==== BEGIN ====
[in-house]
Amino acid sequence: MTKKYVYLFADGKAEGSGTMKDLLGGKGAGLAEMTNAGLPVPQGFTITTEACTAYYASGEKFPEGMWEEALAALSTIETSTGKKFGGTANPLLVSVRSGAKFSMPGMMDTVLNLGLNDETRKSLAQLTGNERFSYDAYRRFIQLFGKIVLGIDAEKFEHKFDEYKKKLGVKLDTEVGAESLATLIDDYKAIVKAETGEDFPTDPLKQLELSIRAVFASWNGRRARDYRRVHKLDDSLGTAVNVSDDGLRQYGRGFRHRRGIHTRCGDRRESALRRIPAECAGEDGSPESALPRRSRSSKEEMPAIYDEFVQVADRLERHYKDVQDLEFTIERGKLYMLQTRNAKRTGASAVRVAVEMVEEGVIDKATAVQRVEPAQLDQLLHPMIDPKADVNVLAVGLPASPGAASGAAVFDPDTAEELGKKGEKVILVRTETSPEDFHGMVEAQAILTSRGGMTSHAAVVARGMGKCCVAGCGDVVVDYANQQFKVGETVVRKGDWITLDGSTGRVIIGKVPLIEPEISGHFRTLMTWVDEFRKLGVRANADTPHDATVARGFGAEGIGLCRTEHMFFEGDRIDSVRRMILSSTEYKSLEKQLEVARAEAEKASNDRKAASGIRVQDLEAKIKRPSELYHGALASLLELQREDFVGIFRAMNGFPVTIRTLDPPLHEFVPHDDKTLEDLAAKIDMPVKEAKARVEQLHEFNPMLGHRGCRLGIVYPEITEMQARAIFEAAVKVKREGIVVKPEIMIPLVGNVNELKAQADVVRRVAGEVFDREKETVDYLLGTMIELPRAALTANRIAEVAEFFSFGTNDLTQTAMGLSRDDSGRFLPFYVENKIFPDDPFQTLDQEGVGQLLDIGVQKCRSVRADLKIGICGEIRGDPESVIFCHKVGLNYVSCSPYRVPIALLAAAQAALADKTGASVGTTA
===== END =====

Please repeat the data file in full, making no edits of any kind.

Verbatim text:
[in-house]
Amino acid sequence: MTKKYVYLFADGKAEGSGTMKDLLGGKGAGLAEMTNAGLPVPQGFTITTEACTAYYASGEKFPEGMWEEALAALSTIETSTGKKFGGTANPLLVSVRSGAKFSMPGMMDTVLNLGLNDETRKSLAQLTGNERFSYDAYRRFIQLFGKIVLGIDAEKFEHKFDEYKKKLGVKLDTEVGAESLATLIDDYKAIVKAETGEDFPTDPLKQLELSIRAVFASWNGRRARDYRRVHKLDDSLGTAVNVSDDGLRQYGRGFRHRRGIHTRCGDRRESALRRIPAECAGEDGSPESALPRRSRSSKEEMPAIYDEFVQVADRLERHYKDVQDLEFTIERGKLYMLQTRNAKRTGASAVRVAVEMVEEGVIDKATAVQRVEPAQLDQLLHPMIDPKADVNVLAVGLPASPGAASGAAVFDPDTAEELGKKGEKVILVRTETSPEDFHGMVEAQAILTSRGGMTSHAAVVARGMGKCCVAGCGDVVVDYANQQFKVGETVVRKGDWITLDGSTGRVIIGKVPLIEPEISGHFRTLMTWVDEFRKLGVRANADTPHDATVARGFGAEGIGLCRTEHMFFEGDRIDSVRRMILSSTEYKSLEKQLEVARAEAEKASNDRKAASGIRVQDLEAKIKRPSELYHGALASLLELQREDFVGIFRAMNGFPVTIRTLDPPLHEFVPHDDKTLEDLAAKIDMPVKEAKARVEQLHEFNPMLGHRGCRLGIVYPEITEMQARAIFEAAVKVKREGIVVKPEIMIPLVGNVNELKAQADVVRRVAGEVFDREKETVDYLLGTMIELPRAALTANRIAEVAEFFSFGTNDLTQTAMGLSRDDSGRFLPFYVENKIFPDDPFQTLDQEGVGQLLDIGVQKCRSVRADLKIGICGEIRGDPESVIFCHKVGLNYVSCSPYRVPIALLAAAQAALADKTGASVGTTA